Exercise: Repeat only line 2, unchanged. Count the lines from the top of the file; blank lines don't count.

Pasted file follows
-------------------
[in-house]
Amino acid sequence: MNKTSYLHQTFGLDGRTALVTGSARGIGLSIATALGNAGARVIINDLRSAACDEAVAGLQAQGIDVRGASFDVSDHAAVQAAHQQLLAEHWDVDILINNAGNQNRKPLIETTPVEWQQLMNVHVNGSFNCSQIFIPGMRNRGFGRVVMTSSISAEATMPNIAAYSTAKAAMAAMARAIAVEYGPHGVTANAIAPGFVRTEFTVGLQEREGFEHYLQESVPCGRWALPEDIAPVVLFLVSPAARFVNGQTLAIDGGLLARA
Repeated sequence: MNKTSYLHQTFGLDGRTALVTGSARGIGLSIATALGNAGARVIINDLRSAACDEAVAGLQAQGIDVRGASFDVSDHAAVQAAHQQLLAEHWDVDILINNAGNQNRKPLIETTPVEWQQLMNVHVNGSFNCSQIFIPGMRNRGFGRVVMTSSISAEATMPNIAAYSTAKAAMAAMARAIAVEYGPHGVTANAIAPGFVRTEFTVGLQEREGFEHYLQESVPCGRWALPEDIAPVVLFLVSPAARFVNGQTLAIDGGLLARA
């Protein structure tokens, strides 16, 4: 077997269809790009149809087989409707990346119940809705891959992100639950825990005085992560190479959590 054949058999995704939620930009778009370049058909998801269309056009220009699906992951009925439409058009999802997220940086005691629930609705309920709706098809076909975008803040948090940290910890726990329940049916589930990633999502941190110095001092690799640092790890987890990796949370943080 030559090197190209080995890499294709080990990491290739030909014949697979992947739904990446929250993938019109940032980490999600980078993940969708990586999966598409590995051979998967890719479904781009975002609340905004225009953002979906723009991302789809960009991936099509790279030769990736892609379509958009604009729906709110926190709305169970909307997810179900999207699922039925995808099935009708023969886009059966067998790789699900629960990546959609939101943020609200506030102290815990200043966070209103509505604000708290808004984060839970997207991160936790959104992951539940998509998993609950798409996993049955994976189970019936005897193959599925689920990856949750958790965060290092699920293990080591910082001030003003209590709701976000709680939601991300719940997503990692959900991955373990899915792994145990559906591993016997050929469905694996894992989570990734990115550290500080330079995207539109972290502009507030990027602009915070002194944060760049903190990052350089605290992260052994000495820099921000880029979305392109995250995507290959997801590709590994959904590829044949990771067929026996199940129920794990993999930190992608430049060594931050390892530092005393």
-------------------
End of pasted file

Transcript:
Amino acid sequence: MNKTSYLHQTFGLDGRTALVTGSARGIGLSIATALGNAGARVIINDLRSAACDEAVAGLQAQGIDVRGASFDVSDHAAVQAAHQQLLAEHWDVDILINNAGNQNRKPLIETTPVEWQQLMNVHVNGSFNCSQIFIPGMRNRGFGRVVMTSSISAEATMPNIAAYSTAKAAMAAMARAIAVEYGPHGVTANAIAPGFVRTEFTVGLQEREGFEHYLQESVPCGRWALPEDIAPVVLFLVSPAARFVNGQTLAIDGGLLARA